On the morning after it was announced that essential workers in Sydney’s Fairfield must test negative for COVID-19 in order to leave their LGA, the 24-hour drive-thru COVID clinic is already completely backed up.

Even in the earliest hours of the morning, people had to wait up to six hours to get a mandatory COVID test in order to leave their area for essential work.

At around 2am, The Today Show crossed to a line of cars that already stretched several kilometres in several different directions.

“It’s not hard to understand the frustration of people, however, when you consider that many of these people have probably come off a 12-hour shift in a hospital, or driving a truck, or delivering food, and now they are greeted with these extraordinary lines that they need to wait in for hours and hours just to go to work,” reporter Gabrielle Boyle told the program.

One resident told 2GB that he had to skip getting tested altogether because it took way too long.

“I was at the testing clinic this morning at 1am at Smithfield, and at 3:30 – I had to start work at 4am – I left and the guy told me there was still a four-hour wait,” he said.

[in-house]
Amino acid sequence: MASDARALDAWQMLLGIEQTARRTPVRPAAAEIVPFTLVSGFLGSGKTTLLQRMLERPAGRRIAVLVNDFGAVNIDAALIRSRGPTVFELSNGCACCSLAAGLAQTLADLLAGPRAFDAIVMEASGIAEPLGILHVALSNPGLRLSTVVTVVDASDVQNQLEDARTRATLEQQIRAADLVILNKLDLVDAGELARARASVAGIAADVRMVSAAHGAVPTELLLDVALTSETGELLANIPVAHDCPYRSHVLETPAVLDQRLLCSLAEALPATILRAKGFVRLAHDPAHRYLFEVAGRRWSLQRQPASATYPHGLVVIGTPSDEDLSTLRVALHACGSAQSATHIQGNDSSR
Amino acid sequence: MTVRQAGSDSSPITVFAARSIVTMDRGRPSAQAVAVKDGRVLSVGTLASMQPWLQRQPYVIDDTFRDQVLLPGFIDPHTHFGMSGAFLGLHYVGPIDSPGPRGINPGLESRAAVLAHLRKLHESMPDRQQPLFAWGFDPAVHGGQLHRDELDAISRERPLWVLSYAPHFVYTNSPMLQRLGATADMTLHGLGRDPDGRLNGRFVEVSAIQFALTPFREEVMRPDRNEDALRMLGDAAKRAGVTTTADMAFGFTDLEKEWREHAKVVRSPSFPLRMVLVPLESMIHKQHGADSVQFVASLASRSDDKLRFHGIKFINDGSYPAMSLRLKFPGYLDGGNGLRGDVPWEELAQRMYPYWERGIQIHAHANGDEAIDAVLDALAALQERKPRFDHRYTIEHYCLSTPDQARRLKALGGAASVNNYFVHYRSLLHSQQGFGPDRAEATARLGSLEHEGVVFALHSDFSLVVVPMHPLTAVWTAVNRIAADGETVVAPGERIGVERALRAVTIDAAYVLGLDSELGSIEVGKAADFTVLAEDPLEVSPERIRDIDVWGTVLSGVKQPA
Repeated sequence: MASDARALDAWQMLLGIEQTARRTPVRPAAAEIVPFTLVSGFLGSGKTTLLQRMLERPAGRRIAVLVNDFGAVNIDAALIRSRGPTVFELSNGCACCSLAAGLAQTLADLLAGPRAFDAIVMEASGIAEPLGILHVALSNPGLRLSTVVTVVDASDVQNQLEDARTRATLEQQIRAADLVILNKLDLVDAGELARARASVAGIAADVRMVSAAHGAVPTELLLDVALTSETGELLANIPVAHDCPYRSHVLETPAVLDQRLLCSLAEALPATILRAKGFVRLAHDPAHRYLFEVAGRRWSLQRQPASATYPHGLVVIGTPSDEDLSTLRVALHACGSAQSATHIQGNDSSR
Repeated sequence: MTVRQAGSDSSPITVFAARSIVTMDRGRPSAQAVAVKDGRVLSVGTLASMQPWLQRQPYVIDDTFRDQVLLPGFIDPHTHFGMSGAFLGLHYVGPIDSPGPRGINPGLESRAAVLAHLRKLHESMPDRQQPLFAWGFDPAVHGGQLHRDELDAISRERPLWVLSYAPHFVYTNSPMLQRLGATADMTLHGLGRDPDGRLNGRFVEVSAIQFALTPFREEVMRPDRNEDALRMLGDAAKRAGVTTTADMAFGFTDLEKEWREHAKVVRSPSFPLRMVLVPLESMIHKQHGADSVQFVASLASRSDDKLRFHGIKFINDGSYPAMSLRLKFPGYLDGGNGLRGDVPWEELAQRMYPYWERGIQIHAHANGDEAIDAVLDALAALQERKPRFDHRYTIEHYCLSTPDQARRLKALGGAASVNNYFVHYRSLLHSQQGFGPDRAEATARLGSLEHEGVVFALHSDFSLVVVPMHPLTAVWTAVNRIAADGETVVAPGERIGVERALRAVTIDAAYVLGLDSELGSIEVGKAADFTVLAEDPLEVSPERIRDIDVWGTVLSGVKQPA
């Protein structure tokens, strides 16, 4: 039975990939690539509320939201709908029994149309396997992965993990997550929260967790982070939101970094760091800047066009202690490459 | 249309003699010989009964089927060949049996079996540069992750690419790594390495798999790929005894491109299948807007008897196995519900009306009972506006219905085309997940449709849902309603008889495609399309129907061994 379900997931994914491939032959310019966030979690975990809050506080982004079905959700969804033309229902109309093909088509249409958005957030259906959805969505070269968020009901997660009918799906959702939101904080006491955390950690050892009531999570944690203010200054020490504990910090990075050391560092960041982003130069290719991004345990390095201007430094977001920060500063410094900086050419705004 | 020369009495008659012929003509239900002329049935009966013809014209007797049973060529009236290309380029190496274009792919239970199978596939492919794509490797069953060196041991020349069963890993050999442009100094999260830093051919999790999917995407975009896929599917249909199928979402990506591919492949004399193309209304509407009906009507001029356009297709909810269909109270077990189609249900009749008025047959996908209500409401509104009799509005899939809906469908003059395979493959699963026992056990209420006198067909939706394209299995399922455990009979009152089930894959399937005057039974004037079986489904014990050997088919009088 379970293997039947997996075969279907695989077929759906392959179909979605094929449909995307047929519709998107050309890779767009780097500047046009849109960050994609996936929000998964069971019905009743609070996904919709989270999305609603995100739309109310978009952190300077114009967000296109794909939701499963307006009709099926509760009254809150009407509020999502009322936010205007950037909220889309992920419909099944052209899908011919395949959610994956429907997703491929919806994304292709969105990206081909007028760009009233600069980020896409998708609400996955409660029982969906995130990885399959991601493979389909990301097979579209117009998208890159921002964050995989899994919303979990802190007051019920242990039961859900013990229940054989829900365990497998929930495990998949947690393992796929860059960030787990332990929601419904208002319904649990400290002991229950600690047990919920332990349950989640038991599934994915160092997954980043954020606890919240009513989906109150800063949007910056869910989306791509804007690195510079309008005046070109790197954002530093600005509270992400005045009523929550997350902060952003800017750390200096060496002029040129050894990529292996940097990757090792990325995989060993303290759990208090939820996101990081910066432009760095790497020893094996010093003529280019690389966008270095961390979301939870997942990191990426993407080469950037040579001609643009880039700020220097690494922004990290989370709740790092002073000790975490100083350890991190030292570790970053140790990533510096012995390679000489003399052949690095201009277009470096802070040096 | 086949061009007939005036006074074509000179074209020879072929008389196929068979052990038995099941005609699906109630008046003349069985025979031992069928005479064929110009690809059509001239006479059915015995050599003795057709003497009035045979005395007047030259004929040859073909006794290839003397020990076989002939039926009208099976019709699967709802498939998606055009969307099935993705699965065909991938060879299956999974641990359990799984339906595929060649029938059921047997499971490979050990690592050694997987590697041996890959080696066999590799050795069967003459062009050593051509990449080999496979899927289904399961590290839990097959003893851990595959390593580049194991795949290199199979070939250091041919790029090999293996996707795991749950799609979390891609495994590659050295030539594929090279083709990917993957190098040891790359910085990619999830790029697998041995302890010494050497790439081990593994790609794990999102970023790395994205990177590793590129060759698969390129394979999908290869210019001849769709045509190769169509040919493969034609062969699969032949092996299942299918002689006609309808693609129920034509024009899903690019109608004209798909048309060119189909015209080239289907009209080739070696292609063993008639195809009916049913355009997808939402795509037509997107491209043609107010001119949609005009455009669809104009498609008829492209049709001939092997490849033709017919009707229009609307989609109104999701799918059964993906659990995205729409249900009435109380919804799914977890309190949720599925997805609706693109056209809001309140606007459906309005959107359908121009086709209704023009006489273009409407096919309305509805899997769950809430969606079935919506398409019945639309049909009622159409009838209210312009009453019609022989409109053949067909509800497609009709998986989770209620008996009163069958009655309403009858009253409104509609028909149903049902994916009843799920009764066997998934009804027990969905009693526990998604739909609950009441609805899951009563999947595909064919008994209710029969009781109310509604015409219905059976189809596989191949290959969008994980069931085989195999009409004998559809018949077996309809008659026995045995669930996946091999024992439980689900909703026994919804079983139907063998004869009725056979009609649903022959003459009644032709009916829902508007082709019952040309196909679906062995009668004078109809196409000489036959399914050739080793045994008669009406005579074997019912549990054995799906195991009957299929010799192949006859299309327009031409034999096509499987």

He added that he spent three hours lining up the the night before, only to be turned away by police because the line was too long.

Meanwhile, Fairfield Mayor Frank Carbone posted a video on Facebook late on Tuesday night showing just how bad the lines were.

“We support more testing but adequate resources need to be put in place, today has been a terrible experience with a six-hour wait and the NSW government needs to put more testing sites across Fairfield,” he wrote.

“These poor residents who need to go to work tomorrow are having to wait hours due to the new testing rules that apply to Fairfield residents who are required to get tested every three days if they work outside our area.”

The rules, which were announced by NSW Premier Gladys Berejiklian at a press conference on Tuesday morning, were supposed to kick in at midnight.

But the one bit of relief is that the NSW Government introduced a grace period at the last minute on Wednesday morning. This means essential workers in the area will have until Saturday to prove they’ve tested negative before leaving the LGA.

Then, from Sunday, police will be able to make residents present proof that they’ve tested negative for COVID-19 if they try to leave the area.

Hopefully that’s enough time for the state government to ramp up testing so that people can follow the government’s own rules. You can find out where to get tested here.

Image: Getty Images / Brook Mitchell